What to Do About It​

What can you do about the Syndrome? If people as experienced and well-known as Tom Cruise and Maya Angelou both suffer from it, you might suspect there’s no “cure.” But anything a person might do to fight feelings of inadequacy might help you with Imposter Syndrome.

You can keep received praise for your work recorded somewhere (audio or writing) so that, when you feel inadequate, you can fortify yourself on that praise. Players can help too, by being encouraging and supporting their GMs, and being a little less unkind when criticizing games.

Can you ever get rid of Imposter Syndrome entirely? When a top movie money-maker and a well-known author who won many awards and received more than 50 honorary degrees can feel like Imposters, we mere ordinary mortals have our work cut out for us. The Imposter Syndrome is something game designers, GMs, and others just have to live with. But we can certainly find ways to cope.

Your turn: How do you cope with Imposter Syndrome in your RPG-related activities?
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Lewis Pulsipher

Lewis Pulsipher

Dragon, White Dwarf, Fiend Folio


Rules Tinkerer and Freelance Writer
I'm having some success in writing. My imposter syndrome has been cruel about it. So I've worked to develop brilliant con(wo)man syndrome!

Basically rather than think of myself as a failure waiting to happen, I try to think of myself as a conman who is good at tricking people into thinking I'm better/smarter than I actually am, a façade of feigned skill and charm that baffles others into thinking that I, of all people, am somehow -good- at something.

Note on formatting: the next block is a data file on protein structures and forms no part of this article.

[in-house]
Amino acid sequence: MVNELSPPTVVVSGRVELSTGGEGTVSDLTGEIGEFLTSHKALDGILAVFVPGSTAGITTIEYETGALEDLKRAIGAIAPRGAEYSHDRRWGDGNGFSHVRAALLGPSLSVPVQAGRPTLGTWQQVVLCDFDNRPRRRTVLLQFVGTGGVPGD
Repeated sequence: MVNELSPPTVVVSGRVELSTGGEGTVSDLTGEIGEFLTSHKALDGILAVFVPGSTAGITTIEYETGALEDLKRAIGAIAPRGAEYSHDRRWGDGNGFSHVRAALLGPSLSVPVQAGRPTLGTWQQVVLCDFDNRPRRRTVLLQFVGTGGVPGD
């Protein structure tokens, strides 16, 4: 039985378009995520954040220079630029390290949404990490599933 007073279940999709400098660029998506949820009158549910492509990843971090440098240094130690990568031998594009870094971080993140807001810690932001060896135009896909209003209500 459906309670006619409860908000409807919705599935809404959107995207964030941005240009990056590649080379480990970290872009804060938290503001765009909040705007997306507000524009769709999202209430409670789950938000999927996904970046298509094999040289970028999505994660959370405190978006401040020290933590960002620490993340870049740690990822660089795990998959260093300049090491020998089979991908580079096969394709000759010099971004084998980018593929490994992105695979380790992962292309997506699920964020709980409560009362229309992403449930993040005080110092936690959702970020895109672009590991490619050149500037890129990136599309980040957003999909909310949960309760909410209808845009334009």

Because that can't be true! I'm not good at things. I'm just me! But they keep -telling- me I'm good at things. Therefore they believe it to be true... so I must be lying to them. Tricking them into thinking I'm better than I think I am.

It helps in a roundabout way. I don't self-deprecate as much as I used to, and act with increased confidence long enough, maybe it'll stick.


It is a problem but I forge ahead. I prefer completing projects and having self doubt about them then being paralyzed by fear of discovery and having regrets of not having done anything.


One thing that I keep in mind and that helps is that what people regret the most in their old age is not the things they have done or tried, but the things they have not done (or tried).


As GM, I suffer from the "thief's syndrom" rather than "impostor". I always feel as I am just stealing ideas from other places and not doing something original. Even when I twist old ideas to something breathing new, I still feel as "just stealing another people ideas".

Ideas cannot be copyrighted or patented. You are free to reuse any idea. Just recombine them in distinctive ways so they look original.


@lewpuls, you designed Britannia?! I loved that game to bits back in 1980s. My granddad slipped me a tenner once when I was visiting, and I bought myself a copy. Was back in 1989.

I remember once I was playing with my parents. My dad had, among other peoples, the Angles. He lost a battle, and took an Angle army off the board and commented, "Off you go, to that great Geometry classroom in the sky."

Thanks for that. Happy memories.


Herr Doktor
I sometimes feel like I'm crap at my job.
But then I just have to look around me, see that most people are even worse at it, and say to myself: hey, at least I'm trying to improve, unlike these other people who all seem to have some degree of Dunnning-Kruger.